"There are certain steps that they can take to alleviate any possible conflict between two individuals," he said.
Begaye also appeared in court Wednesday and was ordered held on $1,000 cash bail.
Meg Elam and Kate Tierney, the prosecutors handling the case for the Cumberland County District Attorney's Office, declined to comment.
Initially, Jones had been charged with terrorizing, stalking, possession of a firearm in a school zone and possession of a firearm by a felon. Police determined that Jones did not have a prior felony conviction, so that last count was dropped.
The other charges also were not brought by the prosecutors on Wednesday. Rather, there was just a single count of attempted murder.
Under Maine law, a person is guilty of attempted murder if he or she takes a substantial step toward the commission of the crime, with the intent to complete the action.
"A substantial step is any conduct that goes beyond mere preparation and is strongly corroborative of the firmness of the actor's intent to complete the commission of the crime," the statute reads.
The fact that the alleged target in this case, Fraser, was in jail and not at the church building on the morning Jones was arrested does not make a difference under the law. What matters is Jones' intent, and the steps he allegedly took to carry out that intent.
Daniel Lilley, a Portland defense lawyer with no connection to this case, said the situation is similar to one in which a defendant is accused of attempted unlawful sexual contact when the victim is really an undercover agent. There is no actual opportunity to commit the crime, but the intent allows for the charge to be brought anyway.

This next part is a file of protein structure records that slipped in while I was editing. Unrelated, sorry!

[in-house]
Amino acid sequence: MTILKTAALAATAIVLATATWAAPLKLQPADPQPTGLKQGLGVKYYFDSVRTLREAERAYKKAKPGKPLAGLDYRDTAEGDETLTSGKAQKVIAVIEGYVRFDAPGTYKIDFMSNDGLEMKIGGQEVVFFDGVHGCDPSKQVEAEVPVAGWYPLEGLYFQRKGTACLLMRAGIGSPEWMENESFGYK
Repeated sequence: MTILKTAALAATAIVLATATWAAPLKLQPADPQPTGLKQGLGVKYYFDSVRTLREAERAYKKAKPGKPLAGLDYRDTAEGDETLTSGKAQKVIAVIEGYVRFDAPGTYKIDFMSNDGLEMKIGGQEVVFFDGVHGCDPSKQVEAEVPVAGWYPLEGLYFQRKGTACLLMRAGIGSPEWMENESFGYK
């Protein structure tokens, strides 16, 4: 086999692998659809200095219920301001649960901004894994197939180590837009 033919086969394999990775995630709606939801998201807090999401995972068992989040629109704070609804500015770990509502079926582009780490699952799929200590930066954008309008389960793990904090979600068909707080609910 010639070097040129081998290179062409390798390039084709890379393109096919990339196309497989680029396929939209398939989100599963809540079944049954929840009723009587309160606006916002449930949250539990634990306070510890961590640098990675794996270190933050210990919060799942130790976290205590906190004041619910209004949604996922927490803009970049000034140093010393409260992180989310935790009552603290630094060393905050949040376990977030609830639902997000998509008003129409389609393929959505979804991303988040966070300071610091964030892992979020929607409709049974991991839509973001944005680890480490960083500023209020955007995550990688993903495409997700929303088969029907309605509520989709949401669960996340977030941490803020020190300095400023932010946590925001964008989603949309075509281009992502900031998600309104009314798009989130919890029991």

Lilley said it appears that Jones took substantial steps toward the commission of the crime, but the fact that the target was not available will make it more difficult for prosecutors.
"As a practical matter, it would be a tough case to convince a jury beyond a reasonable doubt," Lilley said, "because of the reality of your inability to carry out the idea, even if the evil intent is there."
Monday's incident has not interfered with the morning AA meeting at the church, an open meeting that anyone can attend.
The Rev. Tim Jensen, pastor at First Parish Church, said that there has been some anxiety among the congregation, but that the church remains committed to serving people in the city and its hosting of the AA meetings.
Staff Writer Trevor Maxwell can be contacted at 791-6451 or at:
Staff Writer David Hench can be contacted at 791-6327 or at:
Wednesday, May 20, 2009
It seems that each state, town and county is loaded with politicians using the system to make sure they gain electoral votes. If town x passes a law restricting where Former Sex Offenders can live Y and Z have to pass one that's more restrictive. It's like a game of one up man ship. And the few voices of reason are threatened and harassed into silence, or they risk loosing the next election.